This page has information for friends, family, neighbours and colleagues about supporting someone who may be experiencing family violence.
How do you know if it’s family violence?
Family violence is a pattern of threatening, controlling or violent behaviour that makes someone feel scared or unsafe. It can be used by and affect people of all genders, identities, age groups, sexual orientations, cultural backgrounds and walks of life. It can happen in many kinds of relationships such as between a parent and child or someone and their carer.
Family violence often happens behind closed doors, making it hard for people experiencing abuse to reach out for support.
Family violence doesn’t always involve physical abuse. People use a wide range of abusive behaviours to maintain power and control in relationships. There’s often a cycle of abusive behaviour – there may be periods of time without violence, and times where the violence is heightened.
No matter what form it takes, family violence is never OK.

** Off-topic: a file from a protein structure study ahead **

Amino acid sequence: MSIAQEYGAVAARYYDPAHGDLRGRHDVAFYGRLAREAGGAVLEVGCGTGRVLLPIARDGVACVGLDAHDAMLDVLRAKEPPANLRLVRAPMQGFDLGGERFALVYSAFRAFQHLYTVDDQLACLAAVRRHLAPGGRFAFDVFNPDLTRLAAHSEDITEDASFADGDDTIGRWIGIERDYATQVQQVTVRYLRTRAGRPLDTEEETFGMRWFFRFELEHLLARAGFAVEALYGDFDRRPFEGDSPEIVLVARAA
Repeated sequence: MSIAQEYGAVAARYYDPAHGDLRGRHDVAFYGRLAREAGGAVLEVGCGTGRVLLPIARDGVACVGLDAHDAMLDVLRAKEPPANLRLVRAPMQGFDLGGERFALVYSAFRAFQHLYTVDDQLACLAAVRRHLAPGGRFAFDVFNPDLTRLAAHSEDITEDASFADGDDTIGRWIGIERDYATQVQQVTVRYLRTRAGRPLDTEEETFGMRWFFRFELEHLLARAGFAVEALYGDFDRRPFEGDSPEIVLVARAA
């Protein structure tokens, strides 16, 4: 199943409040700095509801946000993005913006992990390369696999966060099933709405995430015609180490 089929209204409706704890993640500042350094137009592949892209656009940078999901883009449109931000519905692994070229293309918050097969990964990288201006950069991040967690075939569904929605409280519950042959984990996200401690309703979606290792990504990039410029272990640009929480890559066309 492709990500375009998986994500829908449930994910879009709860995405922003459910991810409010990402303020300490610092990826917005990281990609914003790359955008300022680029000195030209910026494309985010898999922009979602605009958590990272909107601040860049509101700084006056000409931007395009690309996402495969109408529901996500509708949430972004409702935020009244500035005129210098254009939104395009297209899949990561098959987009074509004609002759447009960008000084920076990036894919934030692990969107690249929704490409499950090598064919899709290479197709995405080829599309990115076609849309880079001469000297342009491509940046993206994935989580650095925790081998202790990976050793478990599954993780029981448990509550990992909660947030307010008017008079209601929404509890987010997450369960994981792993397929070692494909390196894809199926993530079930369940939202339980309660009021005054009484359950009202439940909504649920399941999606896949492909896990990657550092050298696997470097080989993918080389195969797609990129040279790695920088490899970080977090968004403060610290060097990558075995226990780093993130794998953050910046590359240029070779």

It can be hard to tell whether what someone is experiencing is family violence. They might be reluctant to acknowledge the abuse or may not realise that’s what is happening. It’s important that you don’t ignore or dismiss the warning signs.
Common warning signs
- They’ve withdrawn from loved ones.
- Someone is controlling or tracking their actions, money or movements.
- They seem afraid when their partner, ex or family member is around, or tell you they feel scared.
- They mention that person’s jealousy or temper.
- They seem anxious or depressed.
- They’re often criticised or humiliated by that person.
- The person often speaks for them or undermines their credibility.
- They’ve got cuts, bruises or other injuries.
- It’s hard to catch them on their own.
- You hear aggressive arguments coming from the house.
What you can do
It takes a lot of strength and courage to tell someone about violence or abuse. If someone opens up to you, it’s important that you listen without interrupting, believe them and take the abuse seriously. Many people worry they’ll be interfering or scared they might say the wrong thing. But if you observe any of the signs, taking the next step and offering your support can make a real difference.
Do you suspect someone may be experiencing abuse?
Visit our Is someone you know unsafe at home? website.